When I was in secondary school, the frequency in which I upgraded my PC was determined by id Software’s game releases. When Quake came out, I managed to get my hands on a second hand 486 DX4-100 MHz processor. The release of Quake II got me going the Pentium way, with a second hand Pentium 200 MHz processor.
Second hand stuff were considered pretty valuable back in the day, reason being that new parts were expensive and not easy to come by. By the time Quake III came out, I had a brand new AMD K6-2 rig overclocked to over 560MHz and a Permedia 3D OpenGL graphics card with 4 megabytes of video RAM.
This trend of upgrading my PC has continued until last year, culminating in a rig that could run Quake 4. Having gone through so much (games and CPUs), what does a through and through PC-based FPS-games player like me have to say about Metroid Prime Hunters, a first person shooter (FPS) for the Nintendo DS?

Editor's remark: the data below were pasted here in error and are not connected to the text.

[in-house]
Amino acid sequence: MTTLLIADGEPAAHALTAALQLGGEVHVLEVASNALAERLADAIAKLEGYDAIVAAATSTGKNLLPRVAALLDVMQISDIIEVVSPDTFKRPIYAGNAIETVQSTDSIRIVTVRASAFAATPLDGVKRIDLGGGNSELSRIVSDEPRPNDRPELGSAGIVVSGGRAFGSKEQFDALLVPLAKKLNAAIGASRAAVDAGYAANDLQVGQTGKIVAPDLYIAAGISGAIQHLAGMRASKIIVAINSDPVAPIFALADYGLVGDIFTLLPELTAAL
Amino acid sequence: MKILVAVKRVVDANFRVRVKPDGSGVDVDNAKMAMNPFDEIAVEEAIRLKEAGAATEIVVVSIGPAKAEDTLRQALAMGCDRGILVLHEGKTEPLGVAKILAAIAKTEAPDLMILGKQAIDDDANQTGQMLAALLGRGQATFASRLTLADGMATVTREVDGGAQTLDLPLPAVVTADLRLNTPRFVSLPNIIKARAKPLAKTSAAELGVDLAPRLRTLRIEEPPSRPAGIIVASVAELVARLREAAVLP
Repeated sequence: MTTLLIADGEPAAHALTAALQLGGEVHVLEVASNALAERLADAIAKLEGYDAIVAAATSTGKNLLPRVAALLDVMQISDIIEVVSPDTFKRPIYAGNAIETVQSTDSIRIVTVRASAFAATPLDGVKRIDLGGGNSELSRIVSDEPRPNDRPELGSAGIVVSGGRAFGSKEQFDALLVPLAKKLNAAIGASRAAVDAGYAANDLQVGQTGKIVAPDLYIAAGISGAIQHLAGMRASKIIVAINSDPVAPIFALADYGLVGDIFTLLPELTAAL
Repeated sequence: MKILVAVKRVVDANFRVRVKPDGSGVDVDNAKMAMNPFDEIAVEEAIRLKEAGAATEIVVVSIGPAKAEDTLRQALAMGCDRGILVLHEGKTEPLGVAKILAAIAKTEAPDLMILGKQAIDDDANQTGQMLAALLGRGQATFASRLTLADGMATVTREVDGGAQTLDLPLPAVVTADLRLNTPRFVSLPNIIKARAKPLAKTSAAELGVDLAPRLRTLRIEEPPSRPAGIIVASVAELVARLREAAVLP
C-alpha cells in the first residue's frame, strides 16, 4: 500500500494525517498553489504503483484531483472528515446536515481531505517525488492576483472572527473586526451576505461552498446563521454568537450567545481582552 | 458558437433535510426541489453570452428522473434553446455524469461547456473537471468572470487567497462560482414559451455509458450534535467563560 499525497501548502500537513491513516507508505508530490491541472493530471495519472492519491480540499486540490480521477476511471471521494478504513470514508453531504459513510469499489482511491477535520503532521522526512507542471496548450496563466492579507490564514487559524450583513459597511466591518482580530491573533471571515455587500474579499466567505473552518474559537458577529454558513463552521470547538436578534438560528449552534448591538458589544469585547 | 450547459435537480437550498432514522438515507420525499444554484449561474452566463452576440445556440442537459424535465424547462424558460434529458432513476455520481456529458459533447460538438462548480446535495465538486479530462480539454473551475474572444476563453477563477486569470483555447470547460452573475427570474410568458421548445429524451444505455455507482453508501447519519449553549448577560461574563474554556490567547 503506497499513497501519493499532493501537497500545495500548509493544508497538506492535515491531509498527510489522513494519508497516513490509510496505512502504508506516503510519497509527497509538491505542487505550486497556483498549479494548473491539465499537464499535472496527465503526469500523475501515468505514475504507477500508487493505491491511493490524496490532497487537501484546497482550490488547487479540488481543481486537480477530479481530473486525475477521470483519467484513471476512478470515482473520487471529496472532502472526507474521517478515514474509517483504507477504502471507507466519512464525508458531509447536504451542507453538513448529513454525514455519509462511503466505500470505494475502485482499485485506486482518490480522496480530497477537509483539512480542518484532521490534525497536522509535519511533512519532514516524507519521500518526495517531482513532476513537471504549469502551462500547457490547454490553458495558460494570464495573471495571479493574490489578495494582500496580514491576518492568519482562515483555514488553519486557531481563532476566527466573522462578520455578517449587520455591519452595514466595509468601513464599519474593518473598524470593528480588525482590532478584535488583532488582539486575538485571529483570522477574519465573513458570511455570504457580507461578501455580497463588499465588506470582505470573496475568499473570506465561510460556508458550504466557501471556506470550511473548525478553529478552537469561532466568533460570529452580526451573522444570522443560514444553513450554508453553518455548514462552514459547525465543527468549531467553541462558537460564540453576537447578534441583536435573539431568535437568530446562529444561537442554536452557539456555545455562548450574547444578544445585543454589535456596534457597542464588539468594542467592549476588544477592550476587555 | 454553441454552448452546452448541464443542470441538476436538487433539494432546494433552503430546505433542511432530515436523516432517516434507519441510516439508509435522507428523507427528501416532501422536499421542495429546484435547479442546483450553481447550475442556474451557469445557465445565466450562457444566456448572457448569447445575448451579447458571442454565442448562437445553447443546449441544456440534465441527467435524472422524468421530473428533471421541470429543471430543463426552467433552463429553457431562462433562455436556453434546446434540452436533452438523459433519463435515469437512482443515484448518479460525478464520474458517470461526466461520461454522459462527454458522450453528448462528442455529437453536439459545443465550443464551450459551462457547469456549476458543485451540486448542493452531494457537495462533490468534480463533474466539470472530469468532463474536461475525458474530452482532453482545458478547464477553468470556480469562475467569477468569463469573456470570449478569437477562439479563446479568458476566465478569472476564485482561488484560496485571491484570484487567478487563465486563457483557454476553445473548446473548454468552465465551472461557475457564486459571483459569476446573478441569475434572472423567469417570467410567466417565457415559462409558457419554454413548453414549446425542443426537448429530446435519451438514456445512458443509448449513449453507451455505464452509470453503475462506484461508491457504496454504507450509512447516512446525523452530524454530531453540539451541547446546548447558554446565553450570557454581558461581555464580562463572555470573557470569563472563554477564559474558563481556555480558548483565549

A phrase muttered by a friend when he watched me play this game basically sums it all: “It’s a revolution!”. Now, to elaborate. Metroid Prime Hunters is the first FPS I’ve played on my Nintendo DS. As an FPS player who loves nothing more than to “shoot anything that moves”, this game works for me on so many levels.
The controls, which combine the use of the stylus, d-pad and the left trigger button, are so intuitive that they transplant the accuracy of the mouse/keyboard combination most often found in PC shooters. This is important as nothing breaks a game more than poor controls and MPH’s control scheme avoids this pitfall by being intuitive and very easy to get into.
Graphics wise, this game is stunning for a Nintendo DS game. Unlike the newer Tony Hawk game, which was pretty with it’s cell shaded look, MPH stuck to conventional textures but with a graphics engine capable of rendering eye-candy reminiscent of Quake III, just grainier.
I’ve just started playing the single player portion of the game and I’m already loving it. This game is also WFC enabled, for worldwide online play (more on that in another article) and has support for the Rumble Pak.
Since this is a pretty old title, you should have no difficulty finding this title in the secondhand market. Age doesn’t affect this title as it is still the definitive first person shooter on the Nintendo DS.Powered by Sidelines
Previous Post Going on a Downhill Jam